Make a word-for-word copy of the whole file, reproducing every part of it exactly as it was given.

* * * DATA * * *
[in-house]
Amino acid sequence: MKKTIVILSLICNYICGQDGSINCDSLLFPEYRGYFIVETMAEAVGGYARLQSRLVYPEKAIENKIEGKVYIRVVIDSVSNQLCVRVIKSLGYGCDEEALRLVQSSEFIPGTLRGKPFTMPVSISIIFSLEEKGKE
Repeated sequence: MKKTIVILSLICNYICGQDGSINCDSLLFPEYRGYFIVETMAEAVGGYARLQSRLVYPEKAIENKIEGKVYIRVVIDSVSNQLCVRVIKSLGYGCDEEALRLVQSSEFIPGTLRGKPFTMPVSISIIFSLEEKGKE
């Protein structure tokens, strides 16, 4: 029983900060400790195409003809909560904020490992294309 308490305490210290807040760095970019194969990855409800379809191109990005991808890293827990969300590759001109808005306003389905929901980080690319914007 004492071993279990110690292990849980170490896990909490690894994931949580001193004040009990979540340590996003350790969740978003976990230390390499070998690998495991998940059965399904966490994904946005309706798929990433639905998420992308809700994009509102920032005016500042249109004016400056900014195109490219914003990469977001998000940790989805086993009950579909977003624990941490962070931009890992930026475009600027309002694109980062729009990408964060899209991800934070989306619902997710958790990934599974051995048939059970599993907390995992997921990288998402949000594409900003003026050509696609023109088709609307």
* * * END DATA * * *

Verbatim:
[in-house]
Amino acid sequence: MKKTIVILSLICNYICGQDGSINCDSLLFPEYRGYFIVETMAEAVGGYARLQSRLVYPEKAIENKIEGKVYIRVVIDSVSNQLCVRVIKSLGYGCDEEALRLVQSSEFIPGTLRGKPFTMPVSISIIFSLEEKGKE
Repeated sequence: MKKTIVILSLICNYICGQDGSINCDSLLFPEYRGYFIVETMAEAVGGYARLQSRLVYPEKAIENKIEGKVYIRVVIDSVSNQLCVRVIKSLGYGCDEEALRLVQSSEFIPGTLRGKPFTMPVSISIIFSLEEKGKE
């Protein structure tokens, strides 16, 4: 029983900060400790195409003809909560904020490992294309 308490305490210290807040760095970019194969990855409800379809191109990005991808890293827990969300590759001109808005306003389905929901980080690319914007 004492071993279990110690292990849980170490896990909490690894994931949580001193004040009990979540340590996003350790969740978003976990230390390499070998690998495991998940059965399904966490994904946005309706798929990433639905998420992308809700994009509102920032005016500042249109004016400056900014195109490219914003990469977001998000940790989805086993009950579909977003624990941490962070931009890992930026475009600027309002694109980062729009990408964060899209991800934070989306619902997710958790990934599974051995048939059970599993907390995992997921990288998402949000594409900003003026050509696609023109088709609307």